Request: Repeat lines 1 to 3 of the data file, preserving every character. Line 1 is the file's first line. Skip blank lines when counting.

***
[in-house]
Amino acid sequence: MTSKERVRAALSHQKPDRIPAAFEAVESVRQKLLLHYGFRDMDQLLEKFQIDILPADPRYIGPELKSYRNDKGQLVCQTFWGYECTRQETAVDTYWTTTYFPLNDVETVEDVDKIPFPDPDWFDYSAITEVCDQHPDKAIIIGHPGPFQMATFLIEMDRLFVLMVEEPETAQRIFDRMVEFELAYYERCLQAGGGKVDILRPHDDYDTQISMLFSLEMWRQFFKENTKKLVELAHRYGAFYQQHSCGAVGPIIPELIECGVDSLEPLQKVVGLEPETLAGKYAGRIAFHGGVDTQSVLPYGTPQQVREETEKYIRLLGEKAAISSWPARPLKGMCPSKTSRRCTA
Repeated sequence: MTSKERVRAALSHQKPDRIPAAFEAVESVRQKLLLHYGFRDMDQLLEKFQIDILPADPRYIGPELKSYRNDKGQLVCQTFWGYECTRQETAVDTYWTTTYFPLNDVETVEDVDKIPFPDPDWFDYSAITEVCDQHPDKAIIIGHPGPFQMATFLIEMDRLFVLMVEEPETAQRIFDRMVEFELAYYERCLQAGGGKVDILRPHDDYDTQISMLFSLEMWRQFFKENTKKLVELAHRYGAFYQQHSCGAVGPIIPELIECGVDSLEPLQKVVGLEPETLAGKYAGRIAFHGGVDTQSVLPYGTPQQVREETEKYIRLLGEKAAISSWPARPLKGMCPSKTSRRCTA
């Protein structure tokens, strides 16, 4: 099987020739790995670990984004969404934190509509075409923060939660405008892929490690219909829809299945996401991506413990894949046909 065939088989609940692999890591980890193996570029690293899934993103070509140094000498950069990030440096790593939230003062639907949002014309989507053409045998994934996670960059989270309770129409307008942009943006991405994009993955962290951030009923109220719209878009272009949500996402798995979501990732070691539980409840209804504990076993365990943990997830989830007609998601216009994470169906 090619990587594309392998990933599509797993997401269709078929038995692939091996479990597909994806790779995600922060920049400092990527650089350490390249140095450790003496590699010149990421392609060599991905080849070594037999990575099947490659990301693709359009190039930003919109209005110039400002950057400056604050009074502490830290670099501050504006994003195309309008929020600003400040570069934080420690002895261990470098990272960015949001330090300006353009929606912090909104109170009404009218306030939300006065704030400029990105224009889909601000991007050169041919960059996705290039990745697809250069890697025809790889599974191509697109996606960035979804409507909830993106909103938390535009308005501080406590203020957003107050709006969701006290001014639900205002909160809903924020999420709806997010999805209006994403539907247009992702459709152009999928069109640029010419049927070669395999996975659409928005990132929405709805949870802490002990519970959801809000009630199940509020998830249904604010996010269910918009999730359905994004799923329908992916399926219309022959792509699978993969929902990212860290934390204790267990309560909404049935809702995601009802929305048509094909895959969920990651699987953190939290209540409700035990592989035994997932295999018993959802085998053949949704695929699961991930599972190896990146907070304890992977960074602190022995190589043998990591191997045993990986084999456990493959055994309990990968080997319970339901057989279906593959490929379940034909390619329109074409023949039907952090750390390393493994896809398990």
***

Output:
[in-house]
Amino acid sequence: MTSKERVRAALSHQKPDRIPAAFEAVESVRQKLLLHYGFRDMDQLLEKFQIDILPADPRYIGPELKSYRNDKGQLVCQTFWGYECTRQETAVDTYWTTTYFPLNDVETVEDVDKIPFPDPDWFDYSAITEVCDQHPDKAIIIGHPGPFQMATFLIEMDRLFVLMVEEPETAQRIFDRMVEFELAYYERCLQAGGGKVDILRPHDDYDTQISMLFSLEMWRQFFKENTKKLVELAHRYGAFYQQHSCGAVGPIIPELIECGVDSLEPLQKVVGLEPETLAGKYAGRIAFHGGVDTQSVLPYGTPQQVREETEKYIRLLGEKAAISSWPARPLKGMCPSKTSRRCTA
Repeated sequence: MTSKERVRAALSHQKPDRIPAAFEAVESVRQKLLLHYGFRDMDQLLEKFQIDILPADPRYIGPELKSYRNDKGQLVCQTFWGYECTRQETAVDTYWTTTYFPLNDVETVEDVDKIPFPDPDWFDYSAITEVCDQHPDKAIIIGHPGPFQMATFLIEMDRLFVLMVEEPETAQRIFDRMVEFELAYYERCLQAGGGKVDILRPHDDYDTQISMLFSLEMWRQFFKENTKKLVELAHRYGAFYQQHSCGAVGPIIPELIECGVDSLEPLQKVVGLEPETLAGKYAGRIAFHGGVDTQSVLPYGTPQQVREETEKYIRLLGEKAAISSWPARPLKGMCPSKTSRRCTA